How Schools Are Promoting Wait Until 8th

I recently had the pleasure of speaking in Danville, CA to a great group of parents at Green Valley Elementary. Concerned about the recent research indicating the negative impact of smartphones on kids, the talk’s organizers had taken the Wait Until 8th pledge and encouraged other parents to join in.

The pledge has parents agree not to get their kids smartphones at least until 8th grade. And showing how to build community in the modern age, the pledge doesn’t become active until 10 parents from a child’s grade and school have also taken the pledge. 

Photo: Highwaystarz-Photography/istock

Every day in my practice, I work with kids whose smartphone obsessions are cutting them off from family and wreaking havoc on their school success. And too often, I see kids who threaten to hurt themselves or become violent when parents attempt to set even modest phone limits–police involvement or psychiatric hospitalization are not uncommon consequences. Not surprisingly, leading tech execs like Bill and Melinda Gates aren’t getting kids smartphones until 14 years of age. 

This East Bay Times article highlights Danville parents’ involvement with Wait Until 8th as well as my talk and recommendations for good smartphone choices for kids.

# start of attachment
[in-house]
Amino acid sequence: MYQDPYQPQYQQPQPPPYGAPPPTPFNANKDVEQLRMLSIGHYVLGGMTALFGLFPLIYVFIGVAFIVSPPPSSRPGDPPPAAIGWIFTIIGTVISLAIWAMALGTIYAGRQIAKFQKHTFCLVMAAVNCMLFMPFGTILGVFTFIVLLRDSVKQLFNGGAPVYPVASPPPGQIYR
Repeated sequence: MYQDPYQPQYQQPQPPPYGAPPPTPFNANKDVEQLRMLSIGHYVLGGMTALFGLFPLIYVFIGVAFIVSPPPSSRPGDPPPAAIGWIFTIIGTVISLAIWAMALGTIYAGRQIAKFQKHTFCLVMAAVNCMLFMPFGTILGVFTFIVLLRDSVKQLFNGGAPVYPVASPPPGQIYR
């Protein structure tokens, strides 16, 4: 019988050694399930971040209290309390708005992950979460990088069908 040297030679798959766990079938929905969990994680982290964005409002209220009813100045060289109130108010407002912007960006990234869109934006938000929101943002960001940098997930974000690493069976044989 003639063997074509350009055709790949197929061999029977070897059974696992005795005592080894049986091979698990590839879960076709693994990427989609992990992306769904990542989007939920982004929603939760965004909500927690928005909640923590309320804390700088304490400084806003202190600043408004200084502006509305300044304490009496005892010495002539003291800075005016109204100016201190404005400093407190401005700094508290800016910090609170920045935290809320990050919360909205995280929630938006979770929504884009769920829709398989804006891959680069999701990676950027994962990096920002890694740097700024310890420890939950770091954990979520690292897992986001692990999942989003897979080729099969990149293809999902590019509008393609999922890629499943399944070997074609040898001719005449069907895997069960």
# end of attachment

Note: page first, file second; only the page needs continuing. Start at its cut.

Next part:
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  1. Pat says:


    This is a super important topic that I’m happy to see you have covered. I think the biggest problem to figure out is how to change the teens’ behavior. This is obviously no easier task; since when has it been easy to reason with a teenager? But, all the same, technology will only continue progressing and we need to discover new alternatives for teenagers to engage with so that they don’t get trapped down the virtual rabbit hole. Thanks for writing about this!


    • Richard Freed says:

      Thank you for your message. Yes, leading tech execs such as Steve Job and Bill and Melinda Gates, pushed back the ages in getting their own kids’ tech, e.g., the Gates’ kids didn’t get phones until 14, and yet, the average age when kids get smartphones is down to 10. Hopefully, parents will start looking to how tech execs raise their own rather that what’s been sold to them as normal.

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